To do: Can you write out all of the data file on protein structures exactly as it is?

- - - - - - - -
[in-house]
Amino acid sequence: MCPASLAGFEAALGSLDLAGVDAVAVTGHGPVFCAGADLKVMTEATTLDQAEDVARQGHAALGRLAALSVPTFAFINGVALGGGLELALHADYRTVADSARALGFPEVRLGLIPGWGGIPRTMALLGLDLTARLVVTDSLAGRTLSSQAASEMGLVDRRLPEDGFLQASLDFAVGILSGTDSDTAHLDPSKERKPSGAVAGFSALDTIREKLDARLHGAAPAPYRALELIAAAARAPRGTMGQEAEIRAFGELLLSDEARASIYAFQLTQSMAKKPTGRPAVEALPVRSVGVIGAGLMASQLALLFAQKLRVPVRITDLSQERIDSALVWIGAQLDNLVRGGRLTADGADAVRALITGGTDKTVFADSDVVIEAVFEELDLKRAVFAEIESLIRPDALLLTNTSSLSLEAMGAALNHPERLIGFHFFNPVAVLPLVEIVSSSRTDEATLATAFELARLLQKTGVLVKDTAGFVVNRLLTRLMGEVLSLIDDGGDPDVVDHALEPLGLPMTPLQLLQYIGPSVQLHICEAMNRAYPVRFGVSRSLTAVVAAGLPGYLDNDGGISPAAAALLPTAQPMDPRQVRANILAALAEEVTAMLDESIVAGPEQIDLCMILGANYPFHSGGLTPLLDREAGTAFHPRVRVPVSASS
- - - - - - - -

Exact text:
[in-house]
Amino acid sequence: MCPASLAGFEAALGSLDLAGVDAVAVTGHGPVFCAGADLKVMTEATTLDQAEDVARQGHAALGRLAALSVPTFAFINGVALGGGLELALHADYRTVADSARALGFPEVRLGLIPGWGGIPRTMALLGLDLTARLVVTDSLAGRTLSSQAASEMGLVDRRLPEDGFLQASLDFAVGILSGTDSDTAHLDPSKERKPSGAVAGFSALDTIREKLDARLHGAAPAPYRALELIAAAARAPRGTMGQEAEIRAFGELLLSDEARASIYAFQLTQSMAKKPTGRPAVEALPVRSVGVIGAGLMASQLALLFAQKLRVPVRITDLSQERIDSALVWIGAQLDNLVRGGRLTADGADAVRALITGGTDKTVFADSDVVIEAVFEELDLKRAVFAEIESLIRPDALLLTNTSSLSLEAMGAALNHPERLIGFHFFNPVAVLPLVEIVSSSRTDEATLATAFELARLLQKTGVLVKDTAGFVVNRLLTRLMGEVLSLIDDGGDPDVVDHALEPLGLPMTPLQLLQYIGPSVQLHICEAMNRAYPVRFGVSRSLTAVVAAGLPGYLDNDGGISPAAAALLPTAQPMDPRQVRANILAALAEEVTAMLDESIVAGPEQIDLCMILGANYPFHSGGLTPLLDREAGTAFHPRVRVPVSASS